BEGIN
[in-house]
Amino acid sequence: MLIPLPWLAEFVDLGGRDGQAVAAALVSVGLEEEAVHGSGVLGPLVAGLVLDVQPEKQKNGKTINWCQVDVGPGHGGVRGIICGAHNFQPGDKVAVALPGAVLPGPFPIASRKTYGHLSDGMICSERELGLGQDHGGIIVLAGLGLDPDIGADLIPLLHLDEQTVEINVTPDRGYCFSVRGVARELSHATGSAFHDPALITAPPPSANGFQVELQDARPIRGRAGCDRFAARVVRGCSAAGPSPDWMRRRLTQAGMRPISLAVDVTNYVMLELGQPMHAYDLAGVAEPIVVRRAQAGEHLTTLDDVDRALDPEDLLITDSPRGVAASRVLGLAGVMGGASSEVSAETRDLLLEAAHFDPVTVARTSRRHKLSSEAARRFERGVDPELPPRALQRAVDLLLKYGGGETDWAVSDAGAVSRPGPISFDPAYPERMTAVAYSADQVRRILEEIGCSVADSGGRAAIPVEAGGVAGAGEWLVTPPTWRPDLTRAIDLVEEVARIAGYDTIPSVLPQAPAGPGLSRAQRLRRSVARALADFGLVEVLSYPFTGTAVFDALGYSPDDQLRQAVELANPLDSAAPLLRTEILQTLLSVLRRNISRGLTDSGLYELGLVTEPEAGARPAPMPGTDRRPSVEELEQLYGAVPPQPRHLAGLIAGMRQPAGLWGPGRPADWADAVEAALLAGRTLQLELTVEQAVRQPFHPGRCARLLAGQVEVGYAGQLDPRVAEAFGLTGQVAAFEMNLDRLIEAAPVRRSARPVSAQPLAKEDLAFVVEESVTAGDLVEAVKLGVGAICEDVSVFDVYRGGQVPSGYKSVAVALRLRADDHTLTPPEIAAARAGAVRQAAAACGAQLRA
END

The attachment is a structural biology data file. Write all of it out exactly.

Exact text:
[in-house]
Amino acid sequence: MLIPLPWLAEFVDLGGRDGQAVAAALVSVGLEEEAVHGSGVLGPLVAGLVLDVQPEKQKNGKTINWCQVDVGPGHGGVRGIICGAHNFQPGDKVAVALPGAVLPGPFPIASRKTYGHLSDGMICSERELGLGQDHGGIIVLAGLGLDPDIGADLIPLLHLDEQTVEINVTPDRGYCFSVRGVARELSHATGSAFHDPALITAPPPSANGFQVELQDARPIRGRAGCDRFAARVVRGCSAAGPSPDWMRRRLTQAGMRPISLAVDVTNYVMLELGQPMHAYDLAGVAEPIVVRRAQAGEHLTTLDDVDRALDPEDLLITDSPRGVAASRVLGLAGVMGGASSEVSAETRDLLLEAAHFDPVTVARTSRRHKLSSEAARRFERGVDPELPPRALQRAVDLLLKYGGGETDWAVSDAGAVSRPGPISFDPAYPERMTAVAYSADQVRRILEEIGCSVADSGGRAAIPVEAGGVAGAGEWLVTPPTWRPDLTRAIDLVEEVARIAGYDTIPSVLPQAPAGPGLSRAQRLRRSVARALADFGLVEVLSYPFTGTAVFDALGYSPDDQLRQAVELANPLDSAAPLLRTEILQTLLSVLRRNISRGLTDSGLYELGLVTEPEAGARPAPMPGTDRRPSVEELEQLYGAVPPQPRHLAGLIAGMRQPAGLWGPGRPADWADAVEAALLAGRTLQLELTVEQAVRQPFHPGRCARLLAGQVEVGYAGQLDPRVAEAFGLTGQVAAFEMNLDRLIEAAPVRRSARPVSAQPLAKEDLAFVVEESVTAGDLVEAVKLGVGAICEDVSVFDVYRGGQVPSGYKSVAVALRLRADDHTLTPPEIAAARAGAVRQAAAACGAQLRA